Catholic bishops urge rejection of Sinn Féin Stormont motion on same-sex marriage

Third attempt in 18 months to change law likely to be defeated

 The Catholic bishops of Northern Ireland, including Cardinal Seán Brady, have written to the North’s Assembly members urging them to reject a Sinn Féin motion calling for the legalisation of gay marriage. Photograph: David Sleator

The Catholic bishops of Northern Ireland, including Cardinal Seán Brady, have written to the North’s Assembly members urging them to reject a Sinn Féin motion calling for the legalisation of gay marriage. Photograph: David Sleator

 


The Catholic bishops of Northern Ireland, including Cardinal Seán Brady, have written an open letter to the North’s Assembly members urging them to reject a Sinn Féin motion calling for the legalisation of gay marriage.

The letter was issued in advance of a discussion in the Assembly today of the motion from three Sinn Féin Assembly members – Caitríona Ruane, Bronwyn McGahan and Megan Fearon – calling for the introduction of a new law to allow same-sex marriage.

Cardinal Brady and six bishops whose dioceses take in all or parts of Northern Ireland urged the rejection of the motion. They include Bishop of Dromore Dr John McAreavey, who recently won an apology from Sinn Féin for misrepresenting his position on abortion.

In the letter the bishops write that “it is a fact of nature that same-sex unions are fundamentally and objectively different from the complementary sexual union of a woman and a man which is of itself naturally open to life”.

‘Not discrimination’
“It is not discrimination for the state to treat different types of relationship differently. The European Convention on Human Rights does not recognise same-sex ‘marriage’ as a right and the European Courts have consistently upheld the right and freedom of member states not to redefine marriage in this way,” they added. “This is not, therefore, a question of ‘rights’ or ‘equality’ but of recognising the objective difference between these two types of relationship,” they said.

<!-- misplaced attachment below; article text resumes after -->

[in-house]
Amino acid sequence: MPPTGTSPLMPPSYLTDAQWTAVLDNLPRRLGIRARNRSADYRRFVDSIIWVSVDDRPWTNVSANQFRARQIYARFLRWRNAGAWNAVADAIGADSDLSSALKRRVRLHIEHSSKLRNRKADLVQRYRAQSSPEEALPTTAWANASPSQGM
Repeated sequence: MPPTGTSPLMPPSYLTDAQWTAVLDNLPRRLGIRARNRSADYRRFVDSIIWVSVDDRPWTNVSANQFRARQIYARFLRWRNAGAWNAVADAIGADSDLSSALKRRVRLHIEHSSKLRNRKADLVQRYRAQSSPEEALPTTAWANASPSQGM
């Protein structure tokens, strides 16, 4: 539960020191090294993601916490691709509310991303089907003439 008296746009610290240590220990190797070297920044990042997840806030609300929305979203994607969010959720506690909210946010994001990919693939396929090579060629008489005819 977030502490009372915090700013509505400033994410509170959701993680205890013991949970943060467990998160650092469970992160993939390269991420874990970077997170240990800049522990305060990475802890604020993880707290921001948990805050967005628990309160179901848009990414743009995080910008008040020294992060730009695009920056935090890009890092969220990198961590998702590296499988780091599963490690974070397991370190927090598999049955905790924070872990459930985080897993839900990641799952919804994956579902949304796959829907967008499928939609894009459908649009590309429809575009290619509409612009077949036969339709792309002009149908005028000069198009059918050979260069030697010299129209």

The bishops said that religious and non-religious people alike have “long acknowledged and know from their experience that the family, based on the marriage of a woman and a man, is the best and ideal place for children”.

‘Building block’
“It is a fundamental building block of society which makes a unique and irreplaceable contribution to the common good. It is, therefore, deserving of special recognition and promotion by the state,” they added.

The Church of Ireland also issued a statement yesterday ahead of the debate saying it upheld its “teaching that marriage is part of God’s creation and a holy mystery in which one man and one woman become one flesh”.

It added: “The Church of Ireland affirms, according to Our Lord’s teaching that marriage is in its purpose a union permanent and life-long, for better or worse, till death do them part, of one man with one woman, to the exclusion of all others on either side . . . The Church of Ireland recognises for itself and of itself, no other understanding of marriage.”

This is the third time since October 2012 that Sinn Féin has introduced same-sex marriage motions. The previous two were defeated. The DUP has tabled a petition of concern in the Assembly, which gives it a veto that would ensure the motion, even if carried by majority vote, could not be implemented.